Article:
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OCR for page 69
69 100 Interface shear Bond Strength (psi) 90 80 70 60 50 40 Existing HMA 30 20 PCC 10 0 0.00 0.05 0.10 0.15 0.20 Residual Application Rate (gsy) (c) Figure 73. (Continued). tistically different sets are identified in these figures with ure, laboratory-prepared samples grossly overestimated the an asterisk above the bar. As shown in Figure 74a, statisti- ISS by a factor ranging from 2 to 10 when compared with cally significant sets, shown with an asterisk, are often cases field-extracted cores. In the laboratory, ISS decreased with where wet conditions provided greater ISS than dry condi- tack rate, whereas, in the field, ISS increased with tack rate. tions. This is probably due to unaccounted-for factors such A number of factors may cause this discrepancy, includ- as the presence of coarse aggregates at the surface (higher/ ing the difference in mixing and compaction methods and coarser texture), which increased the friction resistance of application method for the tack coat materials. Difference the interface at the selected coring locations. This indicates in compaction methods may result in differences in air void that, even in the presence of light rain, the placement tem- contents and distributions in the specimen, mix resistance perature of an HMA overlay will cause the water to evapo- to shear loading, and mix density. The most probable factor rate or infiltrate into the underlying layer with no practical appears to be the greater asphalt film thickness at the inter- consequence on the interface bond strength. For the PCC face of the new HMA and the smoother/flatter surface of the surface, SS-1h, SS-1, trackless, and PG 64-22 were evalu- freshly made specimens. ated (see Figure 74b). The use of PG 64-22 did not generate sufficient bond strength at 0.031 and 0.062 gal/yd2 under 4.7Experimental VI: Effects wet conditions, indicating possible negative effect of surface of Texture and Permeability wetness at low tack rates. On the other hand, for SS-1 and on Tack Coat Bond Strength trackless tack coats, surface wetness did not affect the ISS. Only SS-1h was evaluated for the milled surface in dry and The objective of this laboratory experiment was to evaluate wet conditions. The influence of surface wetness did not the effects of surface texture and permeability of the exist- follow a consistent trend (see Figure 74c). ing pavement on tack coat ISS. The details of the mixtures' design, surface texture and permeability measurements, and 4.6.4 Effects of Preparation Methods specimen fabrication were previously reported. The tack coat material used in this experiment was SS-1 emulsion. ISS tests Figure 75 and Table 27 present the measured ISS for labo- were conducted for open-graded friction course (OGFC), ratory-fabricated specimens. For SS-1h, AUT, and PG 64-22, SMA, and sand mixtures. Table 28 presents the mean ISSs it was found that the optimum rate--at which the greatest ISS along with their standard deviations and COVs for the three was achieved--is 0.062 gsy. For CRS-1, as the residual appli- mixtures evaluated. Figure 77 shows the variation of the ISS cation rate increased, the ISS value decreased. On the other with the residual application rate. hand, the trackless material showed continuous increase of For the SMA mixture, the peak ISS was observed at a resid- ISS from 0.031 to 0.155 gsy. ual application rate of 0.031 gsy. The ISS was lower at residual To assess the influence of sample preparation methods, application rate 0.155 gsy than that for the no-tack condition. Figure 76 compares the ISS of laboratory-fabricated sam- For the sand mixture, the peak ISS occurred at the no-tacked ples with that of field-extracted cores for tack coat SS-1h condition. For smooth interface conditions and a new sur- in the case of the new HMA surface. As shown in this fig- face (i.e., still coated with asphalt) such as the one simulated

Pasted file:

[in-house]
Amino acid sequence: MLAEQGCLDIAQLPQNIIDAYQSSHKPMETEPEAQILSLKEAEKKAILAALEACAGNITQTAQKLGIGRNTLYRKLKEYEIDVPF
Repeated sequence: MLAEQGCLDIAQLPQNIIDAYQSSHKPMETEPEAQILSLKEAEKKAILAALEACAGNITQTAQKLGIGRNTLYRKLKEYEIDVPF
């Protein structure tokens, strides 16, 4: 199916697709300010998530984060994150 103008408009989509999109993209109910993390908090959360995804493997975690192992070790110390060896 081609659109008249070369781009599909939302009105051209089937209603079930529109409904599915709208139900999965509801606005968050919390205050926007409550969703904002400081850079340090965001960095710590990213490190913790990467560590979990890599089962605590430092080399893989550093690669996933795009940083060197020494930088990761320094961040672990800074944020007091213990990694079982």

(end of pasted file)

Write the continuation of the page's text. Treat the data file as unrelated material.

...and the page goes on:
OCR for page 69
70 100 SS-1h PG 64-22 Interface Shear Bond Strength (psi) 90 80 Wet and Clean 70 Dry and Clean 60 50 40 * 30 * * 20 10 0 0.031 0 .062 0.155 0 .031 0.062 0 .155 Residual Application Rate (gsy) (a) 100 Trackless SS-1h PG 64-22 SS-1 Interface Shear Bond Strength (psi) 90 80 70 * Dry and Clean 60 Wet and Clean 50 40 30 * * * 20 * 10 0 0.031 0 .062 0.155 0 .031 0.062 0 .155 0.031 0 .062 0.155 0 .031 0.062 0 .155 Residual Application Rate (gsy) (b) 100 Dry and Clean Interface Shear Bond Strength (psi) 90 Wet and Clean 80 70 SS-1h * 60 50 40 30 20 10 0 0.031 0.062 0.155 Residual Application Rate (gsy) (c) Figure 74. Effects of surface wetness on ISS for (a) old HMA, (b) PCC, and (c) milled surfaces.

OCR for page 69
71 150 SS-1h Trackless PG 64-22 140 CRS-1 AUT 130 120 110 ISS (psi) 100 90 80 70 60 50 0.000 0.050 0.100 0.150 0.200 Residual Application Rate (gsy) Figure 75. Effects of residual application rate on ISS for lab-compacted samples. Table 27. ISS test results for lab-compacted samples. SS-1h Trackless PG 64-22 CRS-1 AUT 0.031 0.062 0.155 0.031 0.062 0.155 0.031 0.062 0.155 0.031 0.062 0.155 0.031 0.062 0.155 90.6 93.2 83.0 117.9 125.4 129.1 76.4 98.8 82.7 67.0 65.1 60.1 93.5 112.3 106.8 ISS (psi) 92.5 97.3 84.6 119.3 123.0 131.2 105.2 99.8 85.2 70.4 69.3 62.4 99.2 115.4 109.4 100.1 107.6 87.9 122.6 124.5 131.7 105.6 101.9 88.2 73.1 69.8 66.0 111.6 119.5 115.4 Mean 94.4 99.4 85.1 119.9 124.3 130.7 95.7 100.2 85.4 70.2 68.1 62.8 101.4 115.7 110.5 S.D. 5.0 7.4 2.5 2.4 1.2 1.4 16.8 1.6 2.7 3.1 2.6 3.0 9.3 3.6 4.4 COV (%) 5.3 7.5 2.9 2.0 1.0 1.1 17.5 1.6 3.2 4.4 3.8 4.7 9.1 3.1 4.0 140 Laboratory-Prepared Interface Shear Strength (psi) 120 Field-Prepared 100 80 60 40 20 0 0 0.05 0.1 0.15 0.2 Residual Application Rate (gal/yd2) Figure 76. Effects of sample preparation methods on the ISS.